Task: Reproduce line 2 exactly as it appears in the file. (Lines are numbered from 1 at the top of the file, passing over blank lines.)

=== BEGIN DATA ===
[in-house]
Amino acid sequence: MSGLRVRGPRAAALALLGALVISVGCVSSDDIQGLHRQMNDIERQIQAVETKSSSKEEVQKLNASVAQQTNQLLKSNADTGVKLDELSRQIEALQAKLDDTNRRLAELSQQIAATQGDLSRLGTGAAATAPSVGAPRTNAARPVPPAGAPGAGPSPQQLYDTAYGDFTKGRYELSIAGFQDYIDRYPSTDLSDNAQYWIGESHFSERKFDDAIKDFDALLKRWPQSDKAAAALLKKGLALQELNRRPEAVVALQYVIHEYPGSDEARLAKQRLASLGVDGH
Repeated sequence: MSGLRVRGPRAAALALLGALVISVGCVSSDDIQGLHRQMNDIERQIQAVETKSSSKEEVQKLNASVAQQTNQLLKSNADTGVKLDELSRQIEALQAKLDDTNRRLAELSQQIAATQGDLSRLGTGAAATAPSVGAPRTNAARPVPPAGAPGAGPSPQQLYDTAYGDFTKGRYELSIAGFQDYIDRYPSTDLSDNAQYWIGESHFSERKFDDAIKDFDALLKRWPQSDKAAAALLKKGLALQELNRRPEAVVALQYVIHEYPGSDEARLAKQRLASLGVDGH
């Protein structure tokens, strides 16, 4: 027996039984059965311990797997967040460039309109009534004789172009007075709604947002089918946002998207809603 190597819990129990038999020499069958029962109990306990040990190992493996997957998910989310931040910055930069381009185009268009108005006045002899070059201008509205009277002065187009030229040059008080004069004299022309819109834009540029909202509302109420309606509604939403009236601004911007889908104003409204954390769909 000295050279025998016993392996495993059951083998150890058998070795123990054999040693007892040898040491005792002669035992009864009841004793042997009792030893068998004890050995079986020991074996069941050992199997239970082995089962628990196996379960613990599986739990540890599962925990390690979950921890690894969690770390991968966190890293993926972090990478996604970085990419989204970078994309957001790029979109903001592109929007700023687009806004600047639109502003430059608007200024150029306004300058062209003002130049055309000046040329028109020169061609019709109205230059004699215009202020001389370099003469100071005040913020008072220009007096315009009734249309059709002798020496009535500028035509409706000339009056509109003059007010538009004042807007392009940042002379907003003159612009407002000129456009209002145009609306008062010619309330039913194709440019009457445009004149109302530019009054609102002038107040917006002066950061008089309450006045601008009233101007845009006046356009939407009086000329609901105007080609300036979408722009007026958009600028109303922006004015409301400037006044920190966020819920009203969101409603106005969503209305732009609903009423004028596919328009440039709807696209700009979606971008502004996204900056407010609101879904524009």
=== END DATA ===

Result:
Amino acid sequence: MSGLRVRGPRAAALALLGALVISVGCVSSDDIQGLHRQMNDIERQIQAVETKSSSKEEVQKLNASVAQQTNQLLKSNADTGVKLDELSRQIEALQAKLDDTNRRLAELSQQIAATQGDLSRLGTGAAATAPSVGAPRTNAARPVPPAGAPGAGPSPQQLYDTAYGDFTKGRYELSIAGFQDYIDRYPSTDLSDNAQYWIGESHFSERKFDDAIKDFDALLKRWPQSDKAAAALLKKGLALQELNRRPEAVVALQYVIHEYPGSDEARLAKQRLASLGVDGH